The Veteran Education and Transition Support (VETS) Program hosted Lila Holley on Wednesday, when she spoke about to the group about the shared challenges involved in soldiers’ return to civilian life.
Lila Holley is an award-winning author and former U.S. Army Chief Warrant Officer Four.
Holley presented a lecture addressing the emotional process of transitioning from soldier to civilian, as well transforming labels placed on them through sharing their stories.
“My identity was tied up in my uniform,” Holley said.
She said for many, there is a loss of identity after the military, and veterans have to figure out who they are.
“Many of us struggle in transition,” Holley said. “No one likes to be vulnerable. The military trains us not to be that way.”
Kevin Davis, United States Marine Corps veteran and VETS program manager, said it is important to have speakers like Lila Holley meet with veterans because it shines a light and shows that vets are not alone.
“It gives different perspectives, especially with diverse backgrounds. Many are mothers, wives, some are in their early 20s,” Davis said. “It is important to get them connected.”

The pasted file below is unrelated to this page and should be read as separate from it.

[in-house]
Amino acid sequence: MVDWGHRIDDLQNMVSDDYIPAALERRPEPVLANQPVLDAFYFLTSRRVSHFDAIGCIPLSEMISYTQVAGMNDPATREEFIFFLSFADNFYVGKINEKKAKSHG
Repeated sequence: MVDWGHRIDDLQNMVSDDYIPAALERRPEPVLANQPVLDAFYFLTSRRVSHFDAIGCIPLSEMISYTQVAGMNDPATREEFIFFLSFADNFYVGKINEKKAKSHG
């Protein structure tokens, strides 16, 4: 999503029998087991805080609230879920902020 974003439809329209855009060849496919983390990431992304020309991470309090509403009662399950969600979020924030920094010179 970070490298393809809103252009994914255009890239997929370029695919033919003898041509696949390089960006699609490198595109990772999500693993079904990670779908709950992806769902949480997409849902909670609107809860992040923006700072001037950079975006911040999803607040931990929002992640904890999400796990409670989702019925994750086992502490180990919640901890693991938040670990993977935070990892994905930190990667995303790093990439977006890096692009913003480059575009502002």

The stigmas placed on military service members make it difficult to ask for help. Holley discussed the greater difficulties for women in the military to be vulnerable and willing to ask for help because of the double standard placed on them. The VETS program at Baylor provides different services that help veterans with their transition and provide them with academic support.
Holley also said people’s perceptions of Post-traumatic Stress Disorder (PTSD) have become a negative label for veterans.
“Their perceptions of veterans is based off of what the media says of us,” Holley said. “It doesn’t look the same for all of us. “PTSD doesn’t mean we are on the verge of a violent outburst. It’s not something to be scared of. We should be embracing people with these struggles.”
Holley said providing events and hosting speakers like herself creates a safe space for veterans to share their experiences and struggles.
“This allows them to connect with their peer group. When you transition out, you begin to isolate yourself. It’s easier to stay away,” Holley said. “When they are able to get together, they are able to connect.”
Davis encourages both veterans and non-veterans to challenge themselves.
“It’s always healthy to step out of our comfort zone. We should all be striving to be out of our comfort zones,” Davis said. “Be part of events; be exposed to different perspectives.”